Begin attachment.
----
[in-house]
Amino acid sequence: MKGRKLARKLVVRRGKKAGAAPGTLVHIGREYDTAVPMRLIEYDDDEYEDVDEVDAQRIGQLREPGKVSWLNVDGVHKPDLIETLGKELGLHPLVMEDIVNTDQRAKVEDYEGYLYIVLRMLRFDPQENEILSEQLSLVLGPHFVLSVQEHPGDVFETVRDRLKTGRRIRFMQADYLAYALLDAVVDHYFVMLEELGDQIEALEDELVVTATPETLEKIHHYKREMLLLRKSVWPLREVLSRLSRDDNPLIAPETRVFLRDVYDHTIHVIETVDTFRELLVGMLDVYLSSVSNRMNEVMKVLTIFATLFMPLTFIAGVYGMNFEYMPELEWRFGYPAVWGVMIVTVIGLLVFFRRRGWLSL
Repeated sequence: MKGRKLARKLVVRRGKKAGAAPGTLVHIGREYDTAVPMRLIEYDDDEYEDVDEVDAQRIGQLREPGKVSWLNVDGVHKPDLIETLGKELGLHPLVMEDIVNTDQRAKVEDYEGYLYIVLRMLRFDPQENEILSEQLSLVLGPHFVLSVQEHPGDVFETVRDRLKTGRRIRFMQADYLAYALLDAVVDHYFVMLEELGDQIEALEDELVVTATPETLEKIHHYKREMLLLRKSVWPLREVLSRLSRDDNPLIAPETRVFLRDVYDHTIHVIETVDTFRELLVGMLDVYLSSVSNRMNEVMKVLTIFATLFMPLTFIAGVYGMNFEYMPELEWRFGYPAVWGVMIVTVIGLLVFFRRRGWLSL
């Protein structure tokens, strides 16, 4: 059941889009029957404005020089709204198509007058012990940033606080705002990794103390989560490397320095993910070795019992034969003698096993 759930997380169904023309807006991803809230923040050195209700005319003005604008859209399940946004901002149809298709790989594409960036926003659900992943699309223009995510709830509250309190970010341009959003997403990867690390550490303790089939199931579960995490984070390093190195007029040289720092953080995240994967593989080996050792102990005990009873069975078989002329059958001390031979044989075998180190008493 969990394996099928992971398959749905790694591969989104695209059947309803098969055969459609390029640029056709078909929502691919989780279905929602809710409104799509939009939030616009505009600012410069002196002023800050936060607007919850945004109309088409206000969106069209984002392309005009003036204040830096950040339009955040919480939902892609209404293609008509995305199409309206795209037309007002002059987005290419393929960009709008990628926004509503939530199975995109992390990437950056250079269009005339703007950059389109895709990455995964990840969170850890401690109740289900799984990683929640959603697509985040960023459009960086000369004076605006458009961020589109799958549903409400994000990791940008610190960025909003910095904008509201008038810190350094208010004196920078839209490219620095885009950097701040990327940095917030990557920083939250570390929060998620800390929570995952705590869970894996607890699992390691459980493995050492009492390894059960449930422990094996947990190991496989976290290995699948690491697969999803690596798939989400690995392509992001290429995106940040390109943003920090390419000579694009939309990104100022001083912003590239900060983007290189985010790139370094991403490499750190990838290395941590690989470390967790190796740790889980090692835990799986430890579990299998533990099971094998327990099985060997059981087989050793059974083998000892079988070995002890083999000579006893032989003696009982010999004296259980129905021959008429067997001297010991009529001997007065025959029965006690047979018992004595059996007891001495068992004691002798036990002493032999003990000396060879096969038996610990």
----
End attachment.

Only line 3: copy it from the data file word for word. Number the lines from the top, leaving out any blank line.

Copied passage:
Repeated sequence: MKGRKLARKLVVRRGKKAGAAPGTLVHIGREYDTAVPMRLIEYDDDEYEDVDEVDAQRIGQLREPGKVSWLNVDGVHKPDLIETLGKELGLHPLVMEDIVNTDQRAKVEDYEGYLYIVLRMLRFDPQENEILSEQLSLVLGPHFVLSVQEHPGDVFETVRDRLKTGRRIRFMQADYLAYALLDAVVDHYFVMLEELGDQIEALEDELVVTATPETLEKIHHYKREMLLLRKSVWPLREVLSRLSRDDNPLIAPETRVFLRDVYDHTIHVIETVDTFRELLVGMLDVYLSSVSNRMNEVMKVLTIFATLFMPLTFIAGVYGMNFEYMPELEWRFGYPAVWGVMIVTVIGLLVFFRRRGWLSL